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OneUp V2 as others have said. I prefer BikeYoke. You probably can’t get too much of a drop, so it’s best to measure how much seat post you have showing and the check the stack heights. OneUp V2 has one of the lower stacks, as does BikeYoke.

They are good. But you have a SID World Cup, albeit old. I don’t think they are going to be radically better. Incremental (lots of hype on the inter webs, and people waxing poetic). I would just rebuild, as it’s cheap to get some seals and new fluid and wipers in there.

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Bit of a random related question, do Specialized/Rockshox sell brained SID’s on their own (to update to the modern spec)?

Sweet! That’s a great bike. The geometry might be old school but I am sure it is more than capable offroad.

Here are some things I’d check or have checked:

  • You should check whether the shocks and the fork need servicing. Usually the rubber seals and the lubricants dry out.

  • Another thing is tires, check if they are new and need replacing. In case you need new ones, go tubeless.

  • Check the drive train. This is a high-spec bike, and in my experience that often means it has either been ridden a lot or very little. If it has seen a lot of use, you might need to replace some drive train components (inner and perhaps outer cables, etc.).

  • Check whether the brakes need to be bled and whether you need new brake pads. Feel the discs for a lip. If you have calipers check whether you are still within spec in terms of minimum thickness.

  • Check your BB: is it still running smoothly?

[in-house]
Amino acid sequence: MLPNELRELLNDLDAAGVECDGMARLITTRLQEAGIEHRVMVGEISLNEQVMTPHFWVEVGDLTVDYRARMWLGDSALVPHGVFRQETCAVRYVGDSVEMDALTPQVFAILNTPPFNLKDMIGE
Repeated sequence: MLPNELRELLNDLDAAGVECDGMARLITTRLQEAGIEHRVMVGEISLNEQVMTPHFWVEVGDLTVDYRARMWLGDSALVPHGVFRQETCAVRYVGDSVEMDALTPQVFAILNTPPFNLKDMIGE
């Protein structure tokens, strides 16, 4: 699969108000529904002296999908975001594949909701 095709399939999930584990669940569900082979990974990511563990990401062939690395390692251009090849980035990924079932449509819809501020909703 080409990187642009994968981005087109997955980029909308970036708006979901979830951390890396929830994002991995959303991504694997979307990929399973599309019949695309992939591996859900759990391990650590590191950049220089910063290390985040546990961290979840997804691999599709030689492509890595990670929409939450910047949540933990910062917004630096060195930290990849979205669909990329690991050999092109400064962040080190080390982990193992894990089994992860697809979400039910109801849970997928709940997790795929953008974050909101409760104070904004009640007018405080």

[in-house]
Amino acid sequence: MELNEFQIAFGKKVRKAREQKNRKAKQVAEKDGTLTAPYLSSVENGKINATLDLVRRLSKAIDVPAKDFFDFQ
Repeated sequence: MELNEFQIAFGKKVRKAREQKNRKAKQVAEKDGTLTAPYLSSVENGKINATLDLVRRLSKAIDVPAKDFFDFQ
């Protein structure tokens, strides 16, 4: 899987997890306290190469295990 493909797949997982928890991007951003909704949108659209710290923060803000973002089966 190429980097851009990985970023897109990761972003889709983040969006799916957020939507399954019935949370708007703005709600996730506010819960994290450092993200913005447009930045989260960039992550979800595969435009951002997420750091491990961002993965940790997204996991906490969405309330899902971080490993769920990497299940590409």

• Check the pivots of the suspension. Grease them if necessary and then torque them to spec.

  • Check your headset bearing.

In case you don’t feel up for this, don’t worry, take the bike to a bike shop you trust and ask them to overhaul it. Maybe they will do things you deem not strictly necessary, but IMHO it’ll be worth it. Mountain bikes take much more of a beating than road bikes, and if you invest a little now could give you a bike that is still good for several years.

Now for upgrades: I’m assuming that all other components are in working order, and you just upgrade them because you want to. Clearly, if your drivetrain is worn out, you need a new one.

  • A dropper post. This is probably the biggest upgrade you can make.

  • Go for a 12-speed drivetrain. That’s probably pretty obvious. Probably you could get a 12-speed Eagle GX drive train and new front chain ring, and use it with your existing cranks. Alternatively, go for a 28-tooth chain ring in the front if you need lower gearing — 28:10 is still plenty fast offroad and 28:42 gives you roughly the same gearing as 32:50.

  • In case fork and damper need servicing, you might think of replacing those. Keep in mind that this is a high-end bike, so please don’t anger the Gods of cycling by slapping on cheap components.

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good point on the HTA!

Awesome post, thanks! I’m going to tinker with the bike a bit on my own first. I want to get a rough idea but I will be taking it to my trusted shop for an overhaul.

Will do some research on OneUp and Bike Yoke droppers. Thanks!

That’s what I’d do, too. Was the bike ridden a lot? That’s not always a bad thing in my experience, people who ride a lot tend to take better care of their gear.

One other thing: you should inspect the frame for damage. If you can, ask the previous owner if they had any (serious) crashes with the bike.

Out of curiosity: how did you get such a cracking bike and carbon rims for free? Tell me, what am I doing wrong? :smiley:

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Knowing my friend, it likely was. Going to the shop today to see what I’m dealing with. No serious crashes and the frame doesn’t have any cracks so that’s a win.

My friend has been MTBing for 10+ years, has done well financially, and just buys a new bike when he needs one for the soul. He’s also pretty busy so doesn’t want to deal with the selling etc and just asked if I would take it since I was in the market anyway.

In short, rub elbows with people in their 40s that have done well financially!